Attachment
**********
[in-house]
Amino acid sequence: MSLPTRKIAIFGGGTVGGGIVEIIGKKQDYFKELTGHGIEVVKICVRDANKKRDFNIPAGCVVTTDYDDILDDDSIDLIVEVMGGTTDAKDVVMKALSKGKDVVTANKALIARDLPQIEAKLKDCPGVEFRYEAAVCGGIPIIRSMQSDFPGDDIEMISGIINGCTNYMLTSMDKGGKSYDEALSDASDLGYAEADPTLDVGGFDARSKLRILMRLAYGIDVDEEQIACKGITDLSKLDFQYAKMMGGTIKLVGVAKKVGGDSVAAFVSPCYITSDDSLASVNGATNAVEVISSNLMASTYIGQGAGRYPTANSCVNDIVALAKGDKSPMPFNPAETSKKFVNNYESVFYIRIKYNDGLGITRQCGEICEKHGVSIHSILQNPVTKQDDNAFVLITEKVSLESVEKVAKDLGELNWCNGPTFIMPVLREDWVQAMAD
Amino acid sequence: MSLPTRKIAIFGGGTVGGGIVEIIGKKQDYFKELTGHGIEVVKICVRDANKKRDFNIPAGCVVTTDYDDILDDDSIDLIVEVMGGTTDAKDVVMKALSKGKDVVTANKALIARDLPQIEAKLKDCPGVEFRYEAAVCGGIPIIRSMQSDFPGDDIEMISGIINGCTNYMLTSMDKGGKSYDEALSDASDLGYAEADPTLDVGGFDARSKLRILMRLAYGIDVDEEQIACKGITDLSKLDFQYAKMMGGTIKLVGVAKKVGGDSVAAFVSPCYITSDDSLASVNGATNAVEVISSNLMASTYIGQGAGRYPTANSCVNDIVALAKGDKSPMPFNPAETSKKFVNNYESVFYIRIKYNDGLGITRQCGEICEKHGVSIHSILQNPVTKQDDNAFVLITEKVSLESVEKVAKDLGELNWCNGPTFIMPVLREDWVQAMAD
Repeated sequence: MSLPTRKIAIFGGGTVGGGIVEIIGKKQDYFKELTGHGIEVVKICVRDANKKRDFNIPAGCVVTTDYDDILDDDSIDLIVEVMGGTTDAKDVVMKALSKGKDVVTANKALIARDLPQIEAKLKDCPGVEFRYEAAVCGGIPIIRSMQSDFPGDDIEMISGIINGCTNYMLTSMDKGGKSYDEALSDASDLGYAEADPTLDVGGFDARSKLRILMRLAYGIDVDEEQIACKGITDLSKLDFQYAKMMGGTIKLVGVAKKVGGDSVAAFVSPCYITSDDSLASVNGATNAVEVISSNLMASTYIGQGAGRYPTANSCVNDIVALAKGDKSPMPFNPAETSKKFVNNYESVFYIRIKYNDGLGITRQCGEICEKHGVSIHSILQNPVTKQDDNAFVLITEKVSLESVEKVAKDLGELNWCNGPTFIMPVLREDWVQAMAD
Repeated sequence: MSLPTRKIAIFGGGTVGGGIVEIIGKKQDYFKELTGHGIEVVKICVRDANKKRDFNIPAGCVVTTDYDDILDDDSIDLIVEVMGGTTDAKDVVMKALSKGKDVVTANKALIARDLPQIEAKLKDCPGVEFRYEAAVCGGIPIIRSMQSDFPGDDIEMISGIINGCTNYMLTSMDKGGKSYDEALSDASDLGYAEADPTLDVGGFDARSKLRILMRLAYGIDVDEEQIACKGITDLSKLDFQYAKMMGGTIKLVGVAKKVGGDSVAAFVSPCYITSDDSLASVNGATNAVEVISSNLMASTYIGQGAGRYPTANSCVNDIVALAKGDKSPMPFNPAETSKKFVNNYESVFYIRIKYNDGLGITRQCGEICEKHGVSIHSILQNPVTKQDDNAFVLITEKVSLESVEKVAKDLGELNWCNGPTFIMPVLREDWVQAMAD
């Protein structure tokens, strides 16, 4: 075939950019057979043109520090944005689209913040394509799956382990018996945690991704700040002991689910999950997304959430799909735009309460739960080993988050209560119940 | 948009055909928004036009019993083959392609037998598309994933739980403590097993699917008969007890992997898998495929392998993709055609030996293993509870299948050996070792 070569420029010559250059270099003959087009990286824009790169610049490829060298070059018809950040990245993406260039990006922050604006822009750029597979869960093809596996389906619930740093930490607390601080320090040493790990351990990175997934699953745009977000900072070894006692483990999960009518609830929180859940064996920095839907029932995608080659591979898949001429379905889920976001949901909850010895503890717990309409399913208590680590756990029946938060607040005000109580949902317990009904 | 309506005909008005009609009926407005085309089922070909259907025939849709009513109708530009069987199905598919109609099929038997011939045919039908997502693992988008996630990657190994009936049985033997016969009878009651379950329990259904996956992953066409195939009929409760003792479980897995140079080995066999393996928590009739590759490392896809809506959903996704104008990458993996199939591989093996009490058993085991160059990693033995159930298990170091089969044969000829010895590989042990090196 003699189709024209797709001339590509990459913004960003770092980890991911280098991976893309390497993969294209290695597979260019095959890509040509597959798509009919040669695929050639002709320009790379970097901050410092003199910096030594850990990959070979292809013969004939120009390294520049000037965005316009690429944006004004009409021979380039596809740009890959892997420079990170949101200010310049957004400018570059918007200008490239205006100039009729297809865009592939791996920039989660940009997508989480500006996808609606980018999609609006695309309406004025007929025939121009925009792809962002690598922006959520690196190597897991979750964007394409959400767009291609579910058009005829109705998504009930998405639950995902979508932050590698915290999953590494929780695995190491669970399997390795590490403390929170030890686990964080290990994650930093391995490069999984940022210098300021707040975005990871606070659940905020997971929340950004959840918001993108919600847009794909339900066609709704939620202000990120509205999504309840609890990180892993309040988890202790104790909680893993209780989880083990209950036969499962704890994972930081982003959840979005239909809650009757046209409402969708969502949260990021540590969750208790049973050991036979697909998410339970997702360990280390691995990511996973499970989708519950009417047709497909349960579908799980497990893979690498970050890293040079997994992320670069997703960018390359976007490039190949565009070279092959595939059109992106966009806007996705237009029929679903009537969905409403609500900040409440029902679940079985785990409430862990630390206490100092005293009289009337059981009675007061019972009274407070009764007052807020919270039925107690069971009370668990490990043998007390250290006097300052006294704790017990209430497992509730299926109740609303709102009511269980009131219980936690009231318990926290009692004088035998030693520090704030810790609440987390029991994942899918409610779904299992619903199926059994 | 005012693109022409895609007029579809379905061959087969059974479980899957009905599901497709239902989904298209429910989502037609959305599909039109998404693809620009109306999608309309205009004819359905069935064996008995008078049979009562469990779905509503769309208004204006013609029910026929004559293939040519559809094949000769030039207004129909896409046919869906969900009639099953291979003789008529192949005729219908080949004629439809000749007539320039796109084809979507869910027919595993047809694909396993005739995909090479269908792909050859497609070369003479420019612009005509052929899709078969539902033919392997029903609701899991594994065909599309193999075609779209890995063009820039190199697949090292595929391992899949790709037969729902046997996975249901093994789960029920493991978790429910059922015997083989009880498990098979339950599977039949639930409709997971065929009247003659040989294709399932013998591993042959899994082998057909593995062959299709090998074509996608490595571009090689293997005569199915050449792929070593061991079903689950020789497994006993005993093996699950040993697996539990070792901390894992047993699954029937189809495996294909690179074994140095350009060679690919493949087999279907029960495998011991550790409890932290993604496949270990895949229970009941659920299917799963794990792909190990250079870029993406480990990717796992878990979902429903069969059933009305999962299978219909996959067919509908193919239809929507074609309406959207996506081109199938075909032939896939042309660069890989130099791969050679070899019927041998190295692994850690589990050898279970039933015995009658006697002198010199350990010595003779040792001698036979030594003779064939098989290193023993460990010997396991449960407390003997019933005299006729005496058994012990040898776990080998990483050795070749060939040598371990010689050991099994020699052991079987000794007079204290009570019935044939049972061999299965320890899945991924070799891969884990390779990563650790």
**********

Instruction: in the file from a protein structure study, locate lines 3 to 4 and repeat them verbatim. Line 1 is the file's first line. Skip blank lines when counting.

Amino acid sequence: MSLPTRKIAIFGGGTVGGGIVEIIGKKQDYFKELTGHGIEVVKICVRDANKKRDFNIPAGCVVTTDYDDILDDDSIDLIVEVMGGTTDAKDVVMKALSKGKDVVTANKALIARDLPQIEAKLKDCPGVEFRYEAAVCGGIPIIRSMQSDFPGDDIEMISGIINGCTNYMLTSMDKGGKSYDEALSDASDLGYAEADPTLDVGGFDARSKLRILMRLAYGIDVDEEQIACKGITDLSKLDFQYAKMMGGTIKLVGVAKKVGGDSVAAFVSPCYITSDDSLASVNGATNAVEVISSNLMASTYIGQGAGRYPTANSCVNDIVALAKGDKSPMPFNPAETSKKFVNNYESVFYIRIKYNDGLGITRQCGEICEKHGVSIHSILQNPVTKQDDNAFVLITEKVSLESVEKVAKDLGELNWCNGPTFIMPVLREDWVQAMAD
Repeated sequence: MSLPTRKIAIFGGGTVGGGIVEIIGKKQDYFKELTGHGIEVVKICVRDANKKRDFNIPAGCVVTTDYDDILDDDSIDLIVEVMGGTTDAKDVVMKALSKGKDVVTANKALIARDLPQIEAKLKDCPGVEFRYEAAVCGGIPIIRSMQSDFPGDDIEMISGIINGCTNYMLTSMDKGGKSYDEALSDASDLGYAEADPTLDVGGFDARSKLRILMRLAYGIDVDEEQIACKGITDLSKLDFQYAKMMGGTIKLVGVAKKVGGDSVAAFVSPCYITSDDSLASVNGATNAVEVISSNLMASTYIGQGAGRYPTANSCVNDIVALAKGDKSPMPFNPAETSKKFVNNYESVFYIRIKYNDGLGITRQCGEICEKHGVSIHSILQNPVTKQDDNAFVLITEKVSLESVEKVAKDLGELNWCNGPTFIMPVLREDWVQAMAD